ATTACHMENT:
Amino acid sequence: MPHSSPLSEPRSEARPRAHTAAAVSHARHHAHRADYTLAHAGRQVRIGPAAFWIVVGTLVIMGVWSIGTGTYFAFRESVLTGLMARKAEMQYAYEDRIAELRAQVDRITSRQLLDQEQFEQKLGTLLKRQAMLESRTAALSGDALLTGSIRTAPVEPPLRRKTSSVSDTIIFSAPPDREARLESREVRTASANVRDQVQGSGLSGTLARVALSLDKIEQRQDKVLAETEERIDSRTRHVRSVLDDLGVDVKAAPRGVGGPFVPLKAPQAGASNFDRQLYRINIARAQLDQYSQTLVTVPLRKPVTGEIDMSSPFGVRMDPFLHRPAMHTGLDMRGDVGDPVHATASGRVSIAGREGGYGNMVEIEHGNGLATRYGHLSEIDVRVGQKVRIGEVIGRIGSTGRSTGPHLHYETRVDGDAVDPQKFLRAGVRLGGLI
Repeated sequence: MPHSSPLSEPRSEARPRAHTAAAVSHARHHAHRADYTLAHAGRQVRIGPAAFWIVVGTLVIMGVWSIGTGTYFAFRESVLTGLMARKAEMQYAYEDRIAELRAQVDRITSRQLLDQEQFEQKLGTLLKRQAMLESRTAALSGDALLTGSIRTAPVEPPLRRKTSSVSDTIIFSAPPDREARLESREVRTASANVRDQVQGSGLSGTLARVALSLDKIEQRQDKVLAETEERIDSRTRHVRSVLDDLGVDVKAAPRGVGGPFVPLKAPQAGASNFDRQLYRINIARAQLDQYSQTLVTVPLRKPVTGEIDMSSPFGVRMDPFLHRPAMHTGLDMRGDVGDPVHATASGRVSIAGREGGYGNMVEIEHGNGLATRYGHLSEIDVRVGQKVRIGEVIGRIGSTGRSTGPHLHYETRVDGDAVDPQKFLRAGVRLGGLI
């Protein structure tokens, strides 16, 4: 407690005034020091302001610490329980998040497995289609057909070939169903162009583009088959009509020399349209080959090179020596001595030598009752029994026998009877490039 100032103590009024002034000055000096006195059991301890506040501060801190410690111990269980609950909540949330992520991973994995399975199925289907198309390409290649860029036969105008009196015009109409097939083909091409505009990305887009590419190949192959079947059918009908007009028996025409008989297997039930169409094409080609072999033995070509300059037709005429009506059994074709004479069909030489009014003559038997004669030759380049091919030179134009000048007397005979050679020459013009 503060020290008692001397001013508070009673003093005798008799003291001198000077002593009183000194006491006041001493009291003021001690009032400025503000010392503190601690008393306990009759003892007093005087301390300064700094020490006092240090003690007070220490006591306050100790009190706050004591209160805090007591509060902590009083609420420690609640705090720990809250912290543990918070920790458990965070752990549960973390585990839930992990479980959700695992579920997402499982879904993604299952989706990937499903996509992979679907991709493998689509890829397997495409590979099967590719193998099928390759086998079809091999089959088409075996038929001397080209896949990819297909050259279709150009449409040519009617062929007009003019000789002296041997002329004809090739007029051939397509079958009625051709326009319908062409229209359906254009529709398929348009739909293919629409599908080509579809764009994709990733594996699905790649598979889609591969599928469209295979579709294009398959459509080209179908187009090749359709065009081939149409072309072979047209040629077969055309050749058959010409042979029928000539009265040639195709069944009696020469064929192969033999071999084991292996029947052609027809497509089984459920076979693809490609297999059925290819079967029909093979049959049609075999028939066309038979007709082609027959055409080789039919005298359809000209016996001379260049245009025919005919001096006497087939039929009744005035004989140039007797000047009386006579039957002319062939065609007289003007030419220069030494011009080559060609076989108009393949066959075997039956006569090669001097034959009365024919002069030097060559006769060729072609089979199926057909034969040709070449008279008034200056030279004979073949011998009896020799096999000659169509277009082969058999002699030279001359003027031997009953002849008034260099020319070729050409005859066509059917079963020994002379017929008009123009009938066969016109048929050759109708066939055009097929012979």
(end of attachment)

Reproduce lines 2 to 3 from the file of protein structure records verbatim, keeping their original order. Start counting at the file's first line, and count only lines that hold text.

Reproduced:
Repeated sequence: MPHSSPLSEPRSEARPRAHTAAAVSHARHHAHRADYTLAHAGRQVRIGPAAFWIVVGTLVIMGVWSIGTGTYFAFRESVLTGLMARKAEMQYAYEDRIAELRAQVDRITSRQLLDQEQFEQKLGTLLKRQAMLESRTAALSGDALLTGSIRTAPVEPPLRRKTSSVSDTIIFSAPPDREARLESREVRTASANVRDQVQGSGLSGTLARVALSLDKIEQRQDKVLAETEERIDSRTRHVRSVLDDLGVDVKAAPRGVGGPFVPLKAPQAGASNFDRQLYRINIARAQLDQYSQTLVTVPLRKPVTGEIDMSSPFGVRMDPFLHRPAMHTGLDMRGDVGDPVHATASGRVSIAGREGGYGNMVEIEHGNGLATRYGHLSEIDVRVGQKVRIGEVIGRIGSTGRSTGPHLHYETRVDGDAVDPQKFLRAGVRLGGLI
């Protein structure tokens, strides 16, 4: 407690005034020091302001610490329980998040497995289609057909070939169903162009583009088959009509020399349209080959090179020596001595030598009752029994026998009877490039 100032103590009024002034000055000096006195059991301890506040501060801190410690111990269980609950909540949330992520991973994995399975199925289907198309390409290649860029036969105008009196015009109409097939083909091409505009990305887009590419190949192959079947059918009908007009028996025409008989297997039930169409094409080609072999033995070509300059037709005429009506059994074709004479069909030489009014003559038997004669030759380049091919030179134009000048007397005979050679020459013009 503060020290008692001397001013508070009673003093005798008799003291001198000077002593009183000194006491006041001493009291003021001690009032400025503000010392503190601690008393306990009759003892007093005087301390300064700094020490006092240090003690007070220490006591306050100790009190706050004591209160805090007591509060902590009083609420420690609640705090720990809250912290543990918070920790458990965070752990549960973390585990839930992990479980959700695992579920997402499982879904993604299952989706990937499903996509992979679907991709493998689509890829397997495409590979099967590719193998099928390759086998079809091999089959088409075996038929001397080209896949990819297909050259279709150009449409040519009617062929007009003019000789002296041997002329004809090739007029051939397509079958009625051709326009319908062409229209359906254009529709398929348009739909293919629409599908080509579809764009994709990733594996699905790649598979889609591969599928469209295979579709294009398959459509080209179908187009090749359709065009081939149409072309072979047209040629077969055309050749058959010409042979029928000539009265040639195709069944009696020469064929192969033999071999084991292996029947052609027809497509089984459920076979693809490609297999059925290819079967029909093979049959049609075999028939066309038979007709082609027959055409080789039919005298359809000209016996001379260049245009025919005919001096006497087939039929009744005035004989140039007797000047009386006579039957002319062939065609007289003007030419220069030494011009080559060609076989108009393949066959075997039956006569090669001097034959009365024919002069030097060559006769060729072609089979199926057909034969040709070449008279008034200056030279004979073949011998009896020799096999000659169509277009082969058999002699030279001359003027031997009953002849008034260099020319070729050409005859066509059917079963020994002379017929008009123009009938066969016109048929050759109708066939055009097929012979």